Broadcasters are anxiously awaiting details of the FCC’s plans for the spectrum auctions and resulting TV band repacking. FCC Chairman Wheeler last month laid out the schedule leading up to the auctions in mid-2015. But he did not offer a timeline for the post-auction channel switching, a process that could involve many stations and extend into 2020.
Spectrum Repacking Faces Tricky Timeline
Incoming FCC Chairman Tom Wheeler’s decision to postpone the incentive auction of TV spectrum till mid-2015 means that, if the auction is successful, some broadcasters may still be climbing towers, erecting new antennas and moving to new channels well into 2020.
Writing on the FCC blog on Dec. 6, Wheeler says the one-year delay would give the agency more time to make “fact-based policy decisions” and “exhaustively test the operating system and the software” required to ensure a smooth auction and repacking process.
The FCC chairman says the plan is to propose recommendations — “the rules of the road” — early this year and adopt them in the spring. At the same time, he says, the FCC will develop procedures for how the auction will be conducted and put those out for comment in the second half of this year.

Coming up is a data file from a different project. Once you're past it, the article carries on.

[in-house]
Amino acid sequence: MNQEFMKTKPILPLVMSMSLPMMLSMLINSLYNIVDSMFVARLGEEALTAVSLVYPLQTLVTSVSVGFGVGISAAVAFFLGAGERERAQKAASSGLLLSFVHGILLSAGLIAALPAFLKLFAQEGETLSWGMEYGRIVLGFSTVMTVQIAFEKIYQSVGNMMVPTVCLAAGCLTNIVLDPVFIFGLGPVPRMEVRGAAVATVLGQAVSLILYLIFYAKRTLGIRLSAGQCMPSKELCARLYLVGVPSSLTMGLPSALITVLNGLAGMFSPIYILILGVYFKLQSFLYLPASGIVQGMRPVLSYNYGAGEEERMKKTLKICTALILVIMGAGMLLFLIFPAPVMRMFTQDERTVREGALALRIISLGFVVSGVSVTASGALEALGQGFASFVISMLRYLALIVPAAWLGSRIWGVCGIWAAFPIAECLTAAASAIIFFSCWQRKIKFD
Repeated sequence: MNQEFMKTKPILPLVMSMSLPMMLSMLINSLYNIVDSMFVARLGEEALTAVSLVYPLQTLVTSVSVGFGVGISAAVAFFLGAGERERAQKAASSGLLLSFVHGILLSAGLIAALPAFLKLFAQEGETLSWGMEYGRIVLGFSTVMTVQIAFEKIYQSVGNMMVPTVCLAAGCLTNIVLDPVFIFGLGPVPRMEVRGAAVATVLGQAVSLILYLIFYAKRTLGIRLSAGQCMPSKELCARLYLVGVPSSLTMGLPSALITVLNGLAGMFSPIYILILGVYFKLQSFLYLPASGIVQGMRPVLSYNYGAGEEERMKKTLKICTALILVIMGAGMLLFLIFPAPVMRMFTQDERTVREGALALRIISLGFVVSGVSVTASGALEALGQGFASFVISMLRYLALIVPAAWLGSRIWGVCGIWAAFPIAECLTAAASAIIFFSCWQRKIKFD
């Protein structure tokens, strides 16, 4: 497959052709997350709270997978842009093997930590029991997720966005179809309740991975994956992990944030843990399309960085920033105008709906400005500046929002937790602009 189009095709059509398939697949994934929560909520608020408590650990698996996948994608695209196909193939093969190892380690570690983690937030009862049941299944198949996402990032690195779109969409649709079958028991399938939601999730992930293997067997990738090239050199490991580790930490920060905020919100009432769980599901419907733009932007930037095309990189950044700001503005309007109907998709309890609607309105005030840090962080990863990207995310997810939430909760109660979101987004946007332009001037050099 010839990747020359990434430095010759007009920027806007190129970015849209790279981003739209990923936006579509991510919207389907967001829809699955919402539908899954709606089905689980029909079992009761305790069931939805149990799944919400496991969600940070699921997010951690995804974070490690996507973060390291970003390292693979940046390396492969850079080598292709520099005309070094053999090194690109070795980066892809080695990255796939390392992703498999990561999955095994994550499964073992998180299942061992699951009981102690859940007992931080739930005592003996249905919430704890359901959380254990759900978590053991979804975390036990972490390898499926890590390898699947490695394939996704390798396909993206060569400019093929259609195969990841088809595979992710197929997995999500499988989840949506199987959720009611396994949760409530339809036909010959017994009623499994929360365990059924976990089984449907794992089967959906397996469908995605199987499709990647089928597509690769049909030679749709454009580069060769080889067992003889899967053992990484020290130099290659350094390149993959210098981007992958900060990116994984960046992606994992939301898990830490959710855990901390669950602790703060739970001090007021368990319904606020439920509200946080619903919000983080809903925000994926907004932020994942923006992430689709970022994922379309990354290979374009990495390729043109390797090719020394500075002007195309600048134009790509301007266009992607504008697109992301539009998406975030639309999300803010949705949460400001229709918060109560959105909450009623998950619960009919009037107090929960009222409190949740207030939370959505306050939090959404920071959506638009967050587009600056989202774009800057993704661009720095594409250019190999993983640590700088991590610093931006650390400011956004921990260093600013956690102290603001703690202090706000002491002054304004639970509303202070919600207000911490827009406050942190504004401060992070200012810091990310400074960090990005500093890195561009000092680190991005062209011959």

After digesting the comments and adopting the procedures, presumably late this year or in early 2015, the FCC will make sure they work. “[W]e will check and recheck the auction software and system components against the auction requirements, and under a variety of scenarios replicating real-life conditions.” This phase will include several software demonstration and a mock auction, Wheeler says.
If all systems are go, the FCC will be set to conduct the auction in the middle of 2015 as Wheeler promised.
Wheeler’s blog did not offer a timeline for the post-auction repack of the TV band, in which many of the broadcasters who chose not to sell their spectrum will have to move to new channels, a process that could involve installation of new antennas and other transmission gear.
The FCC last week announced that it would provide more details about the timeline for the auction and repack at the agency’s open meeting on Jan. 30.
In the meantime, broadcasters and other interested parties have been extrapolating their own schedules, which extend, in some cases, into 2020.